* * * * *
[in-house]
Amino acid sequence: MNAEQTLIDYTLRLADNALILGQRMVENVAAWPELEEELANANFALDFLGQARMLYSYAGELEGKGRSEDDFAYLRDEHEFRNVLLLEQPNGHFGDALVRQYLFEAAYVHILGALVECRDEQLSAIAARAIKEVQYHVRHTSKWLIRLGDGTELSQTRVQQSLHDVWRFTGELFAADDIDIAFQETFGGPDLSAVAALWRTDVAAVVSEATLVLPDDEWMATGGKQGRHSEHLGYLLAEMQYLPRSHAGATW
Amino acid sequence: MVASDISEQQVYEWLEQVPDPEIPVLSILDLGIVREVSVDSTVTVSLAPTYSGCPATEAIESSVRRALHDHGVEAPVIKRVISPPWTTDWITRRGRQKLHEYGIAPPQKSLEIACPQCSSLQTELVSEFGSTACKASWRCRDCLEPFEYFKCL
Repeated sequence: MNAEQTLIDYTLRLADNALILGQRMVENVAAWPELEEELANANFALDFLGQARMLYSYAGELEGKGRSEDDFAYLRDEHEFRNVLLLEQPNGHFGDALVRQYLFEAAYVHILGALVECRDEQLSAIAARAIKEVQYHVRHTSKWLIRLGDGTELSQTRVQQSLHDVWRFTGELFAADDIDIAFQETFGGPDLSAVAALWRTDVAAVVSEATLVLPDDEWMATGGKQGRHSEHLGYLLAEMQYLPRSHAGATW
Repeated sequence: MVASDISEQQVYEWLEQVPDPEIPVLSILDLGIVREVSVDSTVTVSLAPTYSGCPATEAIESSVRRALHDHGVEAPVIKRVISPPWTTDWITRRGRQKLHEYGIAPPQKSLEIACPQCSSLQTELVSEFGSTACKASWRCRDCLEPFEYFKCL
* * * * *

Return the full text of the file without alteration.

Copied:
[in-house]
Amino acid sequence: MNAEQTLIDYTLRLADNALILGQRMVENVAAWPELEEELANANFALDFLGQARMLYSYAGELEGKGRSEDDFAYLRDEHEFRNVLLLEQPNGHFGDALVRQYLFEAAYVHILGALVECRDEQLSAIAARAIKEVQYHVRHTSKWLIRLGDGTELSQTRVQQSLHDVWRFTGELFAADDIDIAFQETFGGPDLSAVAALWRTDVAAVVSEATLVLPDDEWMATGGKQGRHSEHLGYLLAEMQYLPRSHAGATW
Amino acid sequence: MVASDISEQQVYEWLEQVPDPEIPVLSILDLGIVREVSVDSTVTVSLAPTYSGCPATEAIESSVRRALHDHGVEAPVIKRVISPPWTTDWITRRGRQKLHEYGIAPPQKSLEIACPQCSSLQTELVSEFGSTACKASWRCRDCLEPFEYFKCL
Repeated sequence: MNAEQTLIDYTLRLADNALILGQRMVENVAAWPELEEELANANFALDFLGQARMLYSYAGELEGKGRSEDDFAYLRDEHEFRNVLLLEQPNGHFGDALVRQYLFEAAYVHILGALVECRDEQLSAIAARAIKEVQYHVRHTSKWLIRLGDGTELSQTRVQQSLHDVWRFTGELFAADDIDIAFQETFGGPDLSAVAALWRTDVAAVVSEATLVLPDDEWMATGGKQGRHSEHLGYLLAEMQYLPRSHAGATW
Repeated sequence: MVASDISEQQVYEWLEQVPDPEIPVLSILDLGIVREVSVDSTVTVSLAPTYSGCPATEAIESSVRRALHDHGVEAPVIKRVISPPWTTDWITRRGRQKLHEYGIAPPQKSLEIACPQCSSLQTELVSEFGSTACKASWRCRDCLEPFEYFKCL